New book shares tale of secret WWII mission in Virginia

New book shares tale of secret WWII mission in Virginia

Monday, January 10, 2022

Few people today would guess that the open spaces of Fort Hunt Park in Virginia, located on the banks of the Potomac River between the Pentagon and George Washington’s Mount Vernon estate, held thousands of high-level German prisoners during the 1940s.

Robert K. Sutton, former chief historian of the National Park Service, is the author of the AUSA Book Program’s new release Nazis on the Potomac: The Top-Secret Intelligence Operation that Helped Win World War II. The book tells the story of the American soldiers posted at Fort Hunt, those German prisoners, and the clandestine programs that helped achieve victory in the war.

The AUSA Book Program recently sat down with Mr. Sutton to discuss his work:


AUSA: What were some of the secret operations you cover in Nazis on the Potomac?

Sutton: Simply stated, everything was secret—interrogating and eavesdropping on German prisoners, translating and analyzing captured documents, and sending clandestine messages and packages to American airmen in POW camps. The men at Fort Hunt expected to carry what they did there to the grave.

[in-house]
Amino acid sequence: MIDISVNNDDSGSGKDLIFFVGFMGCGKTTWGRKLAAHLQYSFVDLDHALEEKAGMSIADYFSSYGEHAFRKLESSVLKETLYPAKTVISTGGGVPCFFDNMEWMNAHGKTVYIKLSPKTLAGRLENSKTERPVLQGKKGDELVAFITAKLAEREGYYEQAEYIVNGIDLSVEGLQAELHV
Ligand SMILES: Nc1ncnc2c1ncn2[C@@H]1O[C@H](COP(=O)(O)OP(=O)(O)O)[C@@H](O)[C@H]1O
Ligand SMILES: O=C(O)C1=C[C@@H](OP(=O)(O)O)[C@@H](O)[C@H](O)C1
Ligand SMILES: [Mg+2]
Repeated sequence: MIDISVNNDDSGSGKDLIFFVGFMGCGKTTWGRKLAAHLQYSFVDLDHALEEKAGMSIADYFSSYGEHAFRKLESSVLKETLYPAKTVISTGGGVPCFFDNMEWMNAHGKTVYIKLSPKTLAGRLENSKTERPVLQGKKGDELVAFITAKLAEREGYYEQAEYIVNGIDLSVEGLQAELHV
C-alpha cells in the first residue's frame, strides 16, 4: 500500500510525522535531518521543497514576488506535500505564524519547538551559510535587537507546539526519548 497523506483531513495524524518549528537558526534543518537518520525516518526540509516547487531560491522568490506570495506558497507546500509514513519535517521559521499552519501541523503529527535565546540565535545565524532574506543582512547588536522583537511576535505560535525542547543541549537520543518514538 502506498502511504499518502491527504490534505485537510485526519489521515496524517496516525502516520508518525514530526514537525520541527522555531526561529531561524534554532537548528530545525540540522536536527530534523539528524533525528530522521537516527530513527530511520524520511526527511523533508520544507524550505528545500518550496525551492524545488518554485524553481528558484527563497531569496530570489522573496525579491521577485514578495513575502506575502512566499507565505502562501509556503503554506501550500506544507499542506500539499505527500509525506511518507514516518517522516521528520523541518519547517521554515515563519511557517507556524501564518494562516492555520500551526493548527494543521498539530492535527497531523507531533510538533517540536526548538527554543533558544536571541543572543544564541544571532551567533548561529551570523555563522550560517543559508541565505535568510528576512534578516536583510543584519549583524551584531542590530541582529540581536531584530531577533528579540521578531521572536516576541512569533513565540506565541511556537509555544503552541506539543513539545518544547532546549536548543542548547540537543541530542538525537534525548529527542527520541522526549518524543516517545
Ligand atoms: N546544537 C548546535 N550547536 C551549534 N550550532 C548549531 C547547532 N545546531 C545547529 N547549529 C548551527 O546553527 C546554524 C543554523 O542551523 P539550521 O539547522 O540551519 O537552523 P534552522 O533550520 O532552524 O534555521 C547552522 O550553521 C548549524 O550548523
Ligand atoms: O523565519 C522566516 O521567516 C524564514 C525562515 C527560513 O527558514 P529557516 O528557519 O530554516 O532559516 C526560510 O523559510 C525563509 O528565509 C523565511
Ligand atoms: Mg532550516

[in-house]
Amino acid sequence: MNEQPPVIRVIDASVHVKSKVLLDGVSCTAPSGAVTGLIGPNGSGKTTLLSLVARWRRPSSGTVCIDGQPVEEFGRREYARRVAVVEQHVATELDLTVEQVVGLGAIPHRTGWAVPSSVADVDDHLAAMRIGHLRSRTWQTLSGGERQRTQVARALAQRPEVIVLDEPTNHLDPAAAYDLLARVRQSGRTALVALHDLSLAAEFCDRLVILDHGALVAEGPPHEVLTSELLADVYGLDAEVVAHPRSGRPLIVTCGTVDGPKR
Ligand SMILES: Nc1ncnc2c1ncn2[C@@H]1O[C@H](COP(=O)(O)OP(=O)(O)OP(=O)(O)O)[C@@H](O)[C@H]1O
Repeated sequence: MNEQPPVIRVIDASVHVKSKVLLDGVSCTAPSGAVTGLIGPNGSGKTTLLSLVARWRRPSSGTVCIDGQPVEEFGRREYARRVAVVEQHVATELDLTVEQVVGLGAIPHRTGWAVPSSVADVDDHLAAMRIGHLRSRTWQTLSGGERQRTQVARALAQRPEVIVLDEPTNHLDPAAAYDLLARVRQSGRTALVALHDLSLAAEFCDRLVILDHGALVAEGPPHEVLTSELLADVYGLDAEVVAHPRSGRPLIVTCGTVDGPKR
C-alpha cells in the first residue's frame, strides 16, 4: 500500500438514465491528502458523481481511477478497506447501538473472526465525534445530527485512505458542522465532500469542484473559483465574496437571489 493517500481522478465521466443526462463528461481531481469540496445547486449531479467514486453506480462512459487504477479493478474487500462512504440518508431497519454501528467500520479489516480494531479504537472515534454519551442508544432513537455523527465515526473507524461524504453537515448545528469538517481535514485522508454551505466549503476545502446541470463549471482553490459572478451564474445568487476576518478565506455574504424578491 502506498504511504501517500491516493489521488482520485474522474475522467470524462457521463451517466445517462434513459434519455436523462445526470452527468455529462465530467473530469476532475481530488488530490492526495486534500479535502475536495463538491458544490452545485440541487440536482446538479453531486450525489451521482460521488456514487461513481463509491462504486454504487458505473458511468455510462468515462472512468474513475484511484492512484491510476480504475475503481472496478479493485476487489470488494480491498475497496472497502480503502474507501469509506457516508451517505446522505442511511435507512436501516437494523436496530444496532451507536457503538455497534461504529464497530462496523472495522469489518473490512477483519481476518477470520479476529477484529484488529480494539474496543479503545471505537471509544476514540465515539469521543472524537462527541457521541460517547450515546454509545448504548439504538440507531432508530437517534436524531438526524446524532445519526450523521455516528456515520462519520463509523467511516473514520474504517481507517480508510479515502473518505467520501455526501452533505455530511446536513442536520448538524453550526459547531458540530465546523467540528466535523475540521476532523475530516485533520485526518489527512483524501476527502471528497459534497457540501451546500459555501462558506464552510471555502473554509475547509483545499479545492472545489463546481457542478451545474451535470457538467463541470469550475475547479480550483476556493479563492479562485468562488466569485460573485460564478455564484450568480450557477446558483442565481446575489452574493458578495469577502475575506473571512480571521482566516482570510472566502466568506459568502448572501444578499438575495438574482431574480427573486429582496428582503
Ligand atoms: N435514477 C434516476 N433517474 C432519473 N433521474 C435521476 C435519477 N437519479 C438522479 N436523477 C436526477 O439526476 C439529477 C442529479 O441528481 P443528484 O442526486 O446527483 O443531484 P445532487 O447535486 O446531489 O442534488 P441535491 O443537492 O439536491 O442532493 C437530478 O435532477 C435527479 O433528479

AUSA: How did you get connected to the story?

Sutton: I was appointed as the chief historian of the National Park Service in 2007 and had park staff travel throughout the country to capture the stories of Fort Hunt veterans before they were gone. After the oral history project was complete, I was concerned the story would be relegated to a shelf somewhere—that’s when I decided to keep the story alive with this book.

AUSA: Would you share a favorite anecdote from the book?

Sutton: There are many, but my favorite is the story told by two soldiers who hitched a ride to Union Station and realized that Mamie Eisenhower was one of the women in the car. They wrote her a thank you note, addressed to General Eisenhower, who was then at the Pentagon. Several days later they received a letter from the general, thanking them for thanking Mrs. Eisenhower.

AUSA: What was the biggest contribution the Fort Hunt soldiers made to ending the war?

Sutton: I like to think that the effort of all of the programs at Fort Hunt cumulatively helped end the war. If I had to pick one thing, it would be the Order of Battle of the German Army, which was known as the Red Book. It collected info on every German unit and was enormously helpful to the commanders as they planned for D-Day.

AUSA: What lessons can today’s Army take from this history?

Sutton: By far the most important lesson, stated over and over from the veterans, was that the men at Fort Hunt never resorted to corporal punishment to get info. They found success through the soft approach, giving them good food, playing games with them, taking them to movies, etc. If the Germans still wouldn’t talk they would threaten to send them to the Soviet Union—that always worked.

To hear more about the secret programs at Fort Hunt, please check out AUSA’s Thought Leaders podcast with Robert Sutton at

To order a copy of Nazis on the Potomac, please visit